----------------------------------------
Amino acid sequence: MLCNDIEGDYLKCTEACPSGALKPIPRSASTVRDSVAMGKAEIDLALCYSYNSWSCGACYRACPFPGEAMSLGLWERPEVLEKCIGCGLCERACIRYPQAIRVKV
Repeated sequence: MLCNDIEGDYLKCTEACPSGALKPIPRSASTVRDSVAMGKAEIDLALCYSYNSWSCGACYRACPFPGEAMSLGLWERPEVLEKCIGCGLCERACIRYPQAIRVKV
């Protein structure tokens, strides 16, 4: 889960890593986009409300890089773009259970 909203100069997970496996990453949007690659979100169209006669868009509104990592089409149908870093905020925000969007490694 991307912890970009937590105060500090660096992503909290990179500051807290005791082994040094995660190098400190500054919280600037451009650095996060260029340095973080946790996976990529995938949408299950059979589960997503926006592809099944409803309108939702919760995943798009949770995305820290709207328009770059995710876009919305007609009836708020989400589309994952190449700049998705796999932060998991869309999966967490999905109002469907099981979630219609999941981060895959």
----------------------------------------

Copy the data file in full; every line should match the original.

Amino acid sequence: MLCNDIEGDYLKCTEACPSGALKPIPRSASTVRDSVAMGKAEIDLALCYSYNSWSCGACYRACPFPGEAMSLGLWERPEVLEKCIGCGLCERACIRYPQAIRVKV
Repeated sequence: MLCNDIEGDYLKCTEACPSGALKPIPRSASTVRDSVAMGKAEIDLALCYSYNSWSCGACYRACPFPGEAMSLGLWERPEVLEKCIGCGLCERACIRYPQAIRVKV
């Protein structure tokens, strides 16, 4: 889960890593986009409300890089773009259970 909203100069997970496996990453949007690659979100169209006669868009509104990592089409149908870093905020925000969007490694 991307912890970009937590105060500090660096992503909290990179500051807290005791082994040094995660190098400190500054919280600037451009650095996060260029340095973080946790996976990529995938949408299950059979589960997503926006592809099944409803309108939702919760995943798009949770995305820290709207328009770059995710876009919305007609009836708020989400589309994952190449700049998705796999932060998991869309999966967490999905109002469907099981979630219609999941981060895959």